Saturday, 10 March 2007

Smart Meter

My Smart Meter was installed a few days ago.

By 2010, all households in Ontario will have one of these hi-tech babies attached to the wall, measuring electricity use.

Currently, this new digital meter measures energy at a set cost per kWh, just like the old mechanical meter that it has replaced, but when it's activated in 3 years time, it will measure the time of day that the energy is used.

When demand for energy is high, the cost per kWh will also be high, and vice versa. So I'll have to get used to doing my laundry and washing my dishes between 10pm and 7am, or on weekends, or pay the price.

This is supposed to help build a conservation culture in Ontario, but I wonder if it's just another subtle way of making us pay more for electricity, hoping that we won't notice.

13 comments:

kenju said...

We have one just like that, and we have off-hours for doing clothes drying or dish-washing, and we pay less for doing those things at the off-hours. It makes sense, and it doesn't take too long to get used to.

Thanks for the visit. Chocolate dresses are showing up as the favorite this year - along with French blue. Most brides want either light blue or pink flowers with their brown dresses, but another choice is lime green. I think that lime and light blue are both great with brown - and I love them together. Let me know what she chooses.

photowannabe said...

Seems to me the bottom line is always money. If everybody uses the power on the off hours then it will be the peak hours, Its a vicious circle.

Libbys Blog said...

We used to use 'economy 7' electircity which worked very similar to your new gadget, I put my dishwasher and washing machine on to time switches and set them to go off in the middle of the night! Worked a treat!!!

CanadianSwiss said...

I Switzerland, many building owners will not allow you to wash between 10pm and 8am and on Sundays in oder not to "disturb" the other tenants.

Hmmmm. $$$$$$?

tinakala said...

Hm. Evil thought. Can you reprogram these things?

rosemary said...

We have this in Idaho already....because our energy comes from a co-op....when we get our bill there are all kinds of white and black happy faces telling me what I did wrong for the month...I wash late in the day, don't use the dishwasher when alone and turn it on at 11pm when I do use it. Last summer when Steve was watering the weeds to death (literally) we got a "bad people" letter from the co-op.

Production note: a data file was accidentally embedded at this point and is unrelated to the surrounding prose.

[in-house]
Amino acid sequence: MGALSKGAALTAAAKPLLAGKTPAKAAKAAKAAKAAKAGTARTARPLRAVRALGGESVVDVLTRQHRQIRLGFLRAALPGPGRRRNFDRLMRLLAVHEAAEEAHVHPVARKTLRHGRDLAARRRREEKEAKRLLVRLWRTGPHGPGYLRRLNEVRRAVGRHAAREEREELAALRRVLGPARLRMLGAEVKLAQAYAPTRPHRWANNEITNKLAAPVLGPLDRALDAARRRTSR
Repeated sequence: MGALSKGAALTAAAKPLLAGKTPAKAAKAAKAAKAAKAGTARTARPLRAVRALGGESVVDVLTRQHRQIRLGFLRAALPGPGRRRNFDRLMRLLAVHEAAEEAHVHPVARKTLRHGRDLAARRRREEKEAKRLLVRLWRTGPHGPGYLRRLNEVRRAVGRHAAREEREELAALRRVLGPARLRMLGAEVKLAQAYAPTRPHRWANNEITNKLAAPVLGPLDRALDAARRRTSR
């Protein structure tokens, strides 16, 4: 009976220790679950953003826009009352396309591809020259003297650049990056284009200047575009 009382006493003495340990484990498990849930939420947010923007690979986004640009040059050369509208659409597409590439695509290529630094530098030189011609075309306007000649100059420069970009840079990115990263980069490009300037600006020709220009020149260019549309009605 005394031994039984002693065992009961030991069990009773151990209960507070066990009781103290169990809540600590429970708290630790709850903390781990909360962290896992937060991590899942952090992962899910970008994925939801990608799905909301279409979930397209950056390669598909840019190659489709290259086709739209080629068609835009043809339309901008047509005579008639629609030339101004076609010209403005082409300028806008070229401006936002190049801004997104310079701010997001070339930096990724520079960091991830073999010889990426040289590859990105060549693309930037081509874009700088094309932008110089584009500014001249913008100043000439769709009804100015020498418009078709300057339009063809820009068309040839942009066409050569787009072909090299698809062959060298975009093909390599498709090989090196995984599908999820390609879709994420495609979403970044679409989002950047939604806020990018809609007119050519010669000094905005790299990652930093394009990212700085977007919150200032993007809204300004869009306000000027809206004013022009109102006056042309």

lettuce said...

your stained glass diamond is beautiful - lovely and exquisite, you're very clever.

Martin Stickland said...

We have run a big long cable to the local library for our electric, I managed to get in the back window at night and put our plug in to a spare socket.

Do you think I am mad?! I am joking of course; our cable would not reach to the library so I tapped in to the local police station instead.

PS Love the glass panel, you clever little sausage!

Haddock said...

Sounds like a good idea to me if it reduces peak load and stops extra power stations coming online :)

TorAa said...

If it's only a meter, and nothing more, I suspect you are right. I've heard about some tests in Washington State, where they put more intelligence into the system. The system will find the cheapest vendor all time of day, and you can descide what's your comfort temperature, be given signals when to use household machines etc. The tests so far shows 20-30 % drop in powerconsumption and even more in bills.
And with nanotech, you can in some years have clothes that do not need hot water, or washingmachines, to stay clean....

Have a nice week.

Dogbait said...

zero, zero, one, two, eight.

Sorry, I couldn't help myself.

Full remote meters and currently being tested here and I believe they will start installing them in all homes within 2 to 3 years.

It won't worry me as I'll be well and truly gone.

L.L. Barkat said...

Now that's an interesting concept... I wonder if it will make an impact? Come back next year and tell us if Ontario has seen a difference.

Carmi said...

Here in London, we're waiting for our smart meters to arrive. I tend to agree with your latter point: it's a cash grab, pure and simple. Looking back at history, every initiative to expand the energy pool and reduce prices (nuke plants, deregulation, partnerships with Quebec and American utilities, etc.) was supposed to result in lower prices.

In every case, without exception, it has created shortages, spiking prices and uncertainty in the market. These meters will merely continue the trend.

I'm seriously considering going solar.